David Wearing: Those to blame for Iraq crisis include ISIS, PM Nouri al-Maliki, Syria's Bashar al-Assad
Main offenders include former Western leaders who are defending their actions - Wearing
Cheney, Wolfowitz and Blair have no right to offer advice on how to deal with the crisis, he adds
Iraq must not endure more U.S. military devastation, Wearing says; it needs political solution
Editor’s Note: David Wearing is a PhD candidate at the University of London’s School of Oriental and African Studies. His research focuses on Britain’s relationship with Saudi Arabia and the Gulf states. The views expressed in this commentary are solely those of the author.
There is no shortage of parties to blame for the frightening turn of events in Iraq over the past week. An incomplete list would include, above all, ISIS, the spearhead of a broader Sunni Arab revolt and the group famously rejected by the al Qaeda leadership as too violent and puritanical even for them. ISIS grew out of the former al Qaeda franchise in Iraq that worked so hard after the fall of Saddam Hussein to provoke the sectarian bloodbath that was eventually unleashed in full in 2006. Also high on the list of culprits would be Iraq’s Prime Minister Nouri Al-Maliki who rarely misses an opportunity to alienate Iraq’s Sunni Arabs and frustrate openings for reconciliation between the country’s various communities.
Special mention must also go to Syrian dictator Bashar al-Assad. His decision in 2011 to respond violently to the legitimate, peaceful and democratic demands of his people set off the civil war which provided ISIS with a new battleground just after Sunni Arabs in Iraq had turned against it. ISIS exploited this opening to the full, securing control over territory and oil reserves, and methodically building up its strength in preparation for a dramatic return to Iraq.
Some of the greatest offenders, however, are to be found in the west, appearing in television studios or writing opinion pieces, offering their analysis of the situation and advice on what action their successors should take. Displaying an almost comical lack of self-awareness, George Bush’s Vice President Dick Cheney, former U.S. Deputy Defense Secretary Paul Wolfowitz and former British Prime Minister Tony Blair now deny their past actions had any bearing on the current crisis (or, in the case of Cheney, simply ignore their own record completely) while recommending renewed military engagement from the U.S. and UK.
Responding to the shameless re-emergence of these ghosts from the past may seem like a futile exercise in score-settling, but in fact it is of vital current importance. The 2003 invasion was a war of choice, that Kofi Annan called “illegal” under international law, yet there remains no prospect of accountability for those responsible. That being the case, it is vital to ensure that the likes of Blair, Cheney et al are at least forced to pay a political cost for their actions, with the shame that attaches to them acting as a deterrent to any future leader tempted to emulate their record.
The invasion and subsequent occupation of Iraq helped lay the ground for the current crisis in a number of important respects. The occupying forces set the divisive tone early on, using sectarian quotas to select Iraqi politicians to sit on the Interim Governing Council that acted as the initial façade to U.S. authority over “liberated” Iraq. The summary dismantling of the Iraqi state and army – a measure still defended by Wolfowitz – hit the Sunni community disproportionately, further alienating them from the post-Saddam settlement. Iraq’s descent into a failed state provided conditions that ISIS, in its original incarnation, was able to exploit to the full.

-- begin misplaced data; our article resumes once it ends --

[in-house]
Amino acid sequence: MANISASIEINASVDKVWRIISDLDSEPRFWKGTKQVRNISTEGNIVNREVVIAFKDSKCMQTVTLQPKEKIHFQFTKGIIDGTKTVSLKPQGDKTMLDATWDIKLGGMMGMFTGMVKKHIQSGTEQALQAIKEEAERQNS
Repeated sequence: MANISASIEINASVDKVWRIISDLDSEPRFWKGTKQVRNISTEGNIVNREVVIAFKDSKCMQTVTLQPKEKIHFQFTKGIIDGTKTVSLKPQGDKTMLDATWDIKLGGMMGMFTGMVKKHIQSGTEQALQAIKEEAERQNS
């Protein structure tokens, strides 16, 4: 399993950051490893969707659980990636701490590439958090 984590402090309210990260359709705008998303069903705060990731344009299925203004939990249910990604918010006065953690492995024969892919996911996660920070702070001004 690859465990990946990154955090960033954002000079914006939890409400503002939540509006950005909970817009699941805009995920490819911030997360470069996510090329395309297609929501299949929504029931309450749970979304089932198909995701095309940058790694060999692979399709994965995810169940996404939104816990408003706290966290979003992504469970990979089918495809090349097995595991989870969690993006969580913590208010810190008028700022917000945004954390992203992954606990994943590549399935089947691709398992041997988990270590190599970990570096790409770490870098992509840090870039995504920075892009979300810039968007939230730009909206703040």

Of course, the presence of occupying western armies played directly into the al Qaeda narrative, acting as a magnet for jihadis from across the region and beyond. The horrific abuses uncovered at Abu Ghraib and the U.S. military’s brutal military tactics – for example in the devastating assaults on Falluja in 2004 – were all gifts to jihadi recruiting sergeants, as was the continued support for the by now Shia-dominated Baghdad government as it ran death squads during the height of the civil war.
The likes of Cheney, Wolfowitz and Blair, who oversaw all of this, are scarcely qualified to offer authoritative counsel on how to deal with the disastrous effects of their own actions. And even if it were not for their own record, their advice does not stand up on its own terms. Returning to Iraq with air strikes, or an extension of the extrajudicial execution program that the Obama administration has been running with its drone operations in Yemen and Pakistan, would serve only to inflame the situation further.
What Iraq needs, above all, is a political solution whereby Sunni Arabs, who have no love for ISIS and who have turned decisively against it in the recent past, are given a full part in a government of national reconciliation, independent of compromising foreign interference and capable of reintegrating all Iraqi communities into the new dispensation. Air strikes in support of Maliki’s rigid, sectarian regime will inevitably lead to major civilian loss of life, deepening divisions and making political reconciliation harder to achieve.
International jihadis had no real presence in Iraq before the U.S.-led invasion of 2003. Now, in no small part due to the ironically titled “war on terror” waged by Cheney, Wolfowitz and Blair, those forces now exert joint control over a huge swathe of the country. All in all, now would be a good time for the neo-conservatives and liberal interventionists who helped bring us to this point to commence a prolonged period of silence. Their advice is no longer required.